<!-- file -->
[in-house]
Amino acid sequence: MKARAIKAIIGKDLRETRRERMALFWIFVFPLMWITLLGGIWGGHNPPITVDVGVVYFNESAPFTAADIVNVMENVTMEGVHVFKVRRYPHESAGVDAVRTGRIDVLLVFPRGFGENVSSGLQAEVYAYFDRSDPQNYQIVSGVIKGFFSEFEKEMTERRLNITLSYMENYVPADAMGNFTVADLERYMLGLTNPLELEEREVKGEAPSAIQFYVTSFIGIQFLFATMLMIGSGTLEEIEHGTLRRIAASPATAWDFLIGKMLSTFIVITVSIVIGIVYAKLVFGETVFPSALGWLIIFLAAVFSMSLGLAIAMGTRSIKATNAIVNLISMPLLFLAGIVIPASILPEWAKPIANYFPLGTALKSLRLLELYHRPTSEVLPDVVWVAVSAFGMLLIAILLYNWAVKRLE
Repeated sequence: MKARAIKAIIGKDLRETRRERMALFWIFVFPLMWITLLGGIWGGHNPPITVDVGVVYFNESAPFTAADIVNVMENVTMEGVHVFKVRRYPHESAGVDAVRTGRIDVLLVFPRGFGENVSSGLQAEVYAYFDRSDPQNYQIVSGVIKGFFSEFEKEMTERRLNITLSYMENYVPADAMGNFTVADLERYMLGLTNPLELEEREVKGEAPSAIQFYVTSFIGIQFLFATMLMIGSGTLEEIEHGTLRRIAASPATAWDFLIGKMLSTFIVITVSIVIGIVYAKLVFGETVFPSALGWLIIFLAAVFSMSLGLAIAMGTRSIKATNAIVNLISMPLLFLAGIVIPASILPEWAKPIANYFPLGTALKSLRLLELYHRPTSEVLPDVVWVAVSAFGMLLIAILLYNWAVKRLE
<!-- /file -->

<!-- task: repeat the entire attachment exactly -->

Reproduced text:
[in-house]
Amino acid sequence: MKARAIKAIIGKDLRETRRERMALFWIFVFPLMWITLLGGIWGGHNPPITVDVGVVYFNESAPFTAADIVNVMENVTMEGVHVFKVRRYPHESAGVDAVRTGRIDVLLVFPRGFGENVSSGLQAEVYAYFDRSDPQNYQIVSGVIKGFFSEFEKEMTERRLNITLSYMENYVPADAMGNFTVADLERYMLGLTNPLELEEREVKGEAPSAIQFYVTSFIGIQFLFATMLMIGSGTLEEIEHGTLRRIAASPATAWDFLIGKMLSTFIVITVSIVIGIVYAKLVFGETVFPSALGWLIIFLAAVFSMSLGLAIAMGTRSIKATNAIVNLISMPLLFLAGIVIPASILPEWAKPIANYFPLGTALKSLRLLELYHRPTSEVLPDVVWVAVSAFGMLLIAILLYNWAVKRLE
Repeated sequence: MKARAIKAIIGKDLRETRRERMALFWIFVFPLMWITLLGGIWGGHNPPITVDVGVVYFNESAPFTAADIVNVMENVTMEGVHVFKVRRYPHESAGVDAVRTGRIDVLLVFPRGFGENVSSGLQAEVYAYFDRSDPQNYQIVSGVIKGFFSEFEKEMTERRLNITLSYMENYVPADAMGNFTVADLERYMLGLTNPLELEEREVKGEAPSAIQFYVTSFIGIQFLFATMLMIGSGTLEEIEHGTLRRIAASPATAWDFLIGKMLSTFIVITVSIVIGIVYAKLVFGETVFPSALGWLIIFLAAVFSMSLGLAIAMGTRSIKATNAIVNLISMPLLFLAGIVIPASILPEWAKPIANYFPLGTALKSLRLLELYHRPTSEVLPDVVWVAVSAFGMLLIAILLYNWAVKRLE